PlacePlans is a joint effort between Michigan State University and the Michigan Municipal League, funded by the Michigan State Housing Development Authority (MSHDA) through the MIPlace initiative, to help communities design and plan for transformative placemaking projects. Successful placemaking is a dynamic, strategic approach to community development and economic revitalization based on an individual community’s strengths within core “quality of life” areas.  With a comprehensive understanding of a community’s place-based assets, and the tools and strategies to best leverage them, a successful “PlacePlan” can develop.

The PlacePlans process is customized to each project and community, but each involves an intensive community engagement strategy, including a public visioning session, several public meetings to provide specific input and feedback on plans and designs, and direct work with key community stakeholders along the way. The PlacePlan projects will positively impact each community’s ability to leverage their place-based assets as economic drivers, and will provide lessons large and small for communities across Michigan.  Please visit again to see the work in progress, and follow along through our placemaking blog, and the League’s social networks – Twitter and Facebook.

2014 PlacePlans


The Heritage Plaza concept for a lakeside block of downtown Cadillac envisions the site as a year-round destination and hub of downtown. The site could host seasonal events and provide an attractive connection between businesses and Lake Cadillac.


Detroit - Vernor Livernois ProjectDetroit

The Vernor Crossing site in Southwest Detroit would benefit from an attractive re-use of the property and better connections between the adjacent neighborhoods and business districts. The plan proposes a shared market space and a flexible public plaza.


Flint - The Grand Traverse GreenwayFlint

The Grand Traverse Greenway is a 3-mile long former CSX railroad line with the potential to be an inviting bike/walk trail. The design concept would provide a sense of connection between places along the trail and support recreational and safety needs.



The Western Gateway area around Holland’s farmers market and civic center building has the potential to extend downtown, link it to the waterfront, and promote the area’s food industry. The plan outlines a strategy for creating a “food innovation district.”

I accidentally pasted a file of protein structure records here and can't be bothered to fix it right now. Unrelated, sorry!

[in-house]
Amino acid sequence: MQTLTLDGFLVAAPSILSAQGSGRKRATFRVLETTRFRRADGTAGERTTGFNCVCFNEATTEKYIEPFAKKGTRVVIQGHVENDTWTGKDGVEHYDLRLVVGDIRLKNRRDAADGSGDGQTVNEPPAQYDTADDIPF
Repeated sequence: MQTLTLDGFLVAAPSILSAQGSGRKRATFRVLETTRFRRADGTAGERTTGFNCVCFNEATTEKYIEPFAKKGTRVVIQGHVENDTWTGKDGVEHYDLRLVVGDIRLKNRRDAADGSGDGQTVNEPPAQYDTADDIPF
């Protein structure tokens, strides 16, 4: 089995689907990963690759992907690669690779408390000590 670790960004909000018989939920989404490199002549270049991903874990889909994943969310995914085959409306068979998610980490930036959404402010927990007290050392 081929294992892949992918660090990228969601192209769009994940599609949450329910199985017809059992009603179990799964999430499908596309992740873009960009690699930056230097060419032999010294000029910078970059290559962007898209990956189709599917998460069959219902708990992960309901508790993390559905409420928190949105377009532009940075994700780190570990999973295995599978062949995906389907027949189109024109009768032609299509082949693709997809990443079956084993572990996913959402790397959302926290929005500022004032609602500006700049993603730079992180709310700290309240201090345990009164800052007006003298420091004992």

The community sought to improve a four-block downtown alleyway between the farmers market and the transit center.  Designs call for an attractive pedestrian connection that will support business along the route, as well as build on recent streetscape efforts.



An improved transportation network around KVCC’s new healthy living campus could balance the needs of biking, walking, transit and traffic options. The plan recommends a three-lane Portage Street and multiple transportation options for resident and visitors.



Baraga Avenue inhibits pedestrian activity due to an uninviting streetscape and breaks in the city’s urban fabric. Plans call for creating better connections to neighborhoods and businesses by improving parks and parking, and encouraging new development.



Midland’s farmers market has seen an explosion of both vendors and customers, prompting thoughts of creating a larger, more robust market. The report recommends a community conversation about the farmers market’s role and expansion options.


PlacePlans Media Coverage

PlacePlans History

In autumn 2012, we put out a call for communities interested in participating in the pilot PlacePlans project. Despite a very short window for response and limited promotion, we received applications from more than 30 communities. With advisory input from MSHDA staff, we selected projects based on a number of criteria including potential for implementation and potential to support private sector investment in housing redevelopment.  Four cities were chosen to serve as the pilot PlacePlans communities:

Information on the 2013 PlacePlans created for these communities, along with final recommendations and written reports, is available here. The reports include recommendations for funding sources, ordinance changes, and public-private partnerships the city leadership should pursue.